April 17, 1975 Sam Sotha and his wife Sony, along with thousands of
others, were forced by the Khmer Rouge to leave Phnom Penh. Shot,
tortured, starved and enslaved in hard labor was the fate of many
Cambodians during the Khmer Rouge years.
In The Shade of A Quiet Killing Place: A Personal Memoir,
Sam Sotha tells a moving personal story of love and a couple’s struggle
for survival during the four years of their captivity by the Khmer
the context of intense brutality and human tragedy, Sam Sotha’s
In The Shade of A Quiet Killing Place gives an inspiringly beautiful
portrait of love between husband and wife that refused to yield under
such terror. Forced to leave their home and then from one prison camp
to another, Sam and Sony endured and witnessed family separation,
torture, starvation, mindless killings and acts more horrific than
death. Yet, against it all their spiritual bond only grew stronger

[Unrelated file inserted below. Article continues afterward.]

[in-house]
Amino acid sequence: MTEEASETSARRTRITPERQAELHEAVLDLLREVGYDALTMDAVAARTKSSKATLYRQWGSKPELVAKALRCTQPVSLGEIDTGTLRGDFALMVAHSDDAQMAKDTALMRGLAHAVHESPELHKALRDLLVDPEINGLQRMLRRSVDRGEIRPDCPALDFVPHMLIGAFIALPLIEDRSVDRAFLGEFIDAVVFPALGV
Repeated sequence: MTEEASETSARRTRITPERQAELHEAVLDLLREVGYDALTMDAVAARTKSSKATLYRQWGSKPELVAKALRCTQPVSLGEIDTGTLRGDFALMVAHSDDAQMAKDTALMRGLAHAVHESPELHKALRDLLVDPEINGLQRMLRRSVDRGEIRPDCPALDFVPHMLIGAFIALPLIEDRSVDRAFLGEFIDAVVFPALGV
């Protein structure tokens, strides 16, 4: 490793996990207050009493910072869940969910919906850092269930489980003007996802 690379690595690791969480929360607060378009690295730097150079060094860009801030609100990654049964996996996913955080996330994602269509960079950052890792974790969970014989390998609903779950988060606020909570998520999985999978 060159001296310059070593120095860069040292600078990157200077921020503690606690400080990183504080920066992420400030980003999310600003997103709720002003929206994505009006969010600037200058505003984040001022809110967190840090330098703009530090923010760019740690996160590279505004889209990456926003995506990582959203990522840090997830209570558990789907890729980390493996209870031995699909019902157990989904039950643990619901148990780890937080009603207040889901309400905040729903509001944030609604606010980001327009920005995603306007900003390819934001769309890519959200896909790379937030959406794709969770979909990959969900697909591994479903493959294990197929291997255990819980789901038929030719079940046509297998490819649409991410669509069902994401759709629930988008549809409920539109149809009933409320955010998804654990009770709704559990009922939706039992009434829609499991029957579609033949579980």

and became unbreakable. The strength of their love guided the couple
through the darkest moments, when it seemed only a miracle could save
them from certain death.
memoir is based on a hand-written diary and drawings recorded while
the couple waited for resettlement in the United States in a refugee
camp in Thailand. The book contains over fifty unique Khmer-style
drawings capturing the time and place, the emotions, danger and turmoil
in the couple’s experiences during the Pol Pot rule.
Sotha and his wife Sony resettled in the United States in 1982, where
they raised two children. Sotha became a leading advocate for refugees
and an active political leader in the US. The couple returned to work
in Cambodia in 1995. Sam Sotha has since served as Secretary-General
of Cambodian Mine Action and Victim Assistance Authority (CMAA). He
also serves as advisor to the prime minister of Cambodia.